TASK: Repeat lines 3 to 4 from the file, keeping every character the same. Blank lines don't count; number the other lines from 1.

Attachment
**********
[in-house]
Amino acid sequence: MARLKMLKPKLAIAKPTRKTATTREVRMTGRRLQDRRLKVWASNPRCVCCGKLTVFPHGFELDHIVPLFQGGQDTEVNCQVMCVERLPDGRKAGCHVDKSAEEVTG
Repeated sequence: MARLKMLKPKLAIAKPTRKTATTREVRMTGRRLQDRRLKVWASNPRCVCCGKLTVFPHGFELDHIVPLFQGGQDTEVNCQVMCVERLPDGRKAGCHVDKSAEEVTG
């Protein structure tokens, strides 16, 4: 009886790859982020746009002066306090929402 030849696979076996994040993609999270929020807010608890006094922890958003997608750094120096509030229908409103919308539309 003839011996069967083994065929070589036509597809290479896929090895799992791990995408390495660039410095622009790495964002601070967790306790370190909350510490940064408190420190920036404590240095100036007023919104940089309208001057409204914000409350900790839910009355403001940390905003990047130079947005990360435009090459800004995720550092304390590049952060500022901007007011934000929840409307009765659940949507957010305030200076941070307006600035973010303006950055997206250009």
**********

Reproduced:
Repeated sequence: MARLKMLKPKLAIAKPTRKTATTREVRMTGRRLQDRRLKVWASNPRCVCCGKLTVFPHGFELDHIVPLFQGGQDTEVNCQVMCVERLPDGRKAGCHVDKSAEEVTG
């Protein structure tokens, strides 16, 4: 009886790859982020746009002066306090929402 030849696979076996994040993609999270929020807010608890006094922890958003997608750094120096509030229908409103919308539309 003839011996069967083994065929070589036509597809290479896929090895799992791990995408390495660039410095622009790495964002601070967790306790370190909350510490940064408190420190920036404590240095100036007023919104940089309208001057409204914000409350900790839910009355403001940390905003990047130079947005990360435009090459800004995720550092304390590049952060500022901007007011934000929840409307009765659940949507957010305030200076941070307006600035973010303006950055997206250009």